Opening up about his long and enduring partnership with Ismail Merchant, Oscar winning screenwriter James Ivory says they kept their relationship a secret because his Mumbai-born partner belonged to a “deeply conservative” Muslim family.
The two men behind Merchant Ivory Productions formed a partnership that lasted for close to 50 years and produced classics such as “Shakespeare Wallah”, “Heat and Dust”, “A Room with a View”, “Maurice”, “Howards End” and “The Remains of the Day”.
Merchant died in 2005 at the age of 68.
Over the years, there have been rumours about their personal relationship but both zealously guarded their privacy.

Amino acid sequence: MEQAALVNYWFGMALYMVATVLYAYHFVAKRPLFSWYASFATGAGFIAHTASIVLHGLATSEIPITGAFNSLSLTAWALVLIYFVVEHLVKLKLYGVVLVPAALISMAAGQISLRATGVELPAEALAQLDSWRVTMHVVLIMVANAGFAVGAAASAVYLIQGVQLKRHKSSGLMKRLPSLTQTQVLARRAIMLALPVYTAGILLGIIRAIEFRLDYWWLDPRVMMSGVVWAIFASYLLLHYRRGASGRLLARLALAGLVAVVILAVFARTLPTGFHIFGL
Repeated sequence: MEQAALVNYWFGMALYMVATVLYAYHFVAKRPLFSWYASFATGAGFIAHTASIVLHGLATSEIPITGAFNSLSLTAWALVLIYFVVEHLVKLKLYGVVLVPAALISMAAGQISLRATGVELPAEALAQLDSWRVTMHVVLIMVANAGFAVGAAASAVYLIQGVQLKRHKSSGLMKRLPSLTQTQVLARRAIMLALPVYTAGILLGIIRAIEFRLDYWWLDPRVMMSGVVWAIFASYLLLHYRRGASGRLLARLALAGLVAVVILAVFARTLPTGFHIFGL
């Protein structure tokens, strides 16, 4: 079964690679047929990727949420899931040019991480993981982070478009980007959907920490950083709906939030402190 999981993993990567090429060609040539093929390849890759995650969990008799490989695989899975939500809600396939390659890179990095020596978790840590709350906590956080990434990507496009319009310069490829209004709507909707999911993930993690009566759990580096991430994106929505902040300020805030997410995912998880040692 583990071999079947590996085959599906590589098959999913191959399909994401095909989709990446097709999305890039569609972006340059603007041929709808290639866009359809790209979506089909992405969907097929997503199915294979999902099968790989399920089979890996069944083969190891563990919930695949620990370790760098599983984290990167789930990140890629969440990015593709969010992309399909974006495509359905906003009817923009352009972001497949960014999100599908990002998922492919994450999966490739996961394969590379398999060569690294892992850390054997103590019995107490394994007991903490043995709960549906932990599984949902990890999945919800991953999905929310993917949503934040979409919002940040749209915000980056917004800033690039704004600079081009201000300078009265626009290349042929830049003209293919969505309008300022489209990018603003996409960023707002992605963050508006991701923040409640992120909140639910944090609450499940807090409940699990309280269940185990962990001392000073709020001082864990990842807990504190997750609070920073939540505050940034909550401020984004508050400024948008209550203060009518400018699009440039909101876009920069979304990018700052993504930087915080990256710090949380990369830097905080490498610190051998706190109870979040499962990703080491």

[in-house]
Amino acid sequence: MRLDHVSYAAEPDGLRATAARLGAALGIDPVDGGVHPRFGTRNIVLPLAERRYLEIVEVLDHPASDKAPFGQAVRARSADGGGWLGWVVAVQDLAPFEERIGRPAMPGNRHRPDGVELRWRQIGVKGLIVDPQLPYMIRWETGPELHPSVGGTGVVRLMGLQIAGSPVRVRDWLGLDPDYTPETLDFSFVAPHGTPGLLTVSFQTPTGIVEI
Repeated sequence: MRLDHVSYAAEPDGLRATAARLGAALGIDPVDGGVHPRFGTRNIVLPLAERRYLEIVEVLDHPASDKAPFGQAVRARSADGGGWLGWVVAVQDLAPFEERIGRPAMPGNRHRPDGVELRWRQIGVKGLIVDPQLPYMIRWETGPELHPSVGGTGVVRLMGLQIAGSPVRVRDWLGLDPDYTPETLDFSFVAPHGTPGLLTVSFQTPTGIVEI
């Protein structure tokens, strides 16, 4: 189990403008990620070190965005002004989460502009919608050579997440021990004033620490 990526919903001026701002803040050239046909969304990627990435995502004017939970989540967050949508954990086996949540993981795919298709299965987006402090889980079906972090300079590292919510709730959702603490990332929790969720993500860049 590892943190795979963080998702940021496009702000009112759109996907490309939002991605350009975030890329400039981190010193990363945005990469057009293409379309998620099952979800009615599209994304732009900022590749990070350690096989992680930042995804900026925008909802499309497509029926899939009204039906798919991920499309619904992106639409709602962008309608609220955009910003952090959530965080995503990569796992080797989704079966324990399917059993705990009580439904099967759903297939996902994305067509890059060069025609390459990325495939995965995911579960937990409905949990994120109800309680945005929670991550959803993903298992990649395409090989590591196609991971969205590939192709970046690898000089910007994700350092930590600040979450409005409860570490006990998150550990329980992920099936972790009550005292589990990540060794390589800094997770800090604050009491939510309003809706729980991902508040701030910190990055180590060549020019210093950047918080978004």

“Well, you just wouldn’t. That is not something that an Indian Muslim would ever say publicly or in print. Ever! You have to remember that Ismail was an Indian citizen living in Bombay, with a deeply conservative Muslim family there,” Ivory said in an interview with The Guardian this week.
“It’s not the sort of thing he was going to broadcast. Since we were so close and lived most of our lives together, I wasn’t about to undermine him.”
At the Academy Awards this year, where he won an Oscar for Best Adapted Screenplay for “Call Me by Your Name”, Ivory thanked the late Merchant along with Ruth Prawer Jhabvala and Andre Aciman.
“I wouldn’t be standing up here without the inspired help I received from my life’s partners, who are gone, our writer Ruth Prawer Jhabvala, who received this award twice, and our famous producer Ismail Merchant. Working with him for close to 50 years at Merchant-Ivory led me to this award,” the 89-year-old said.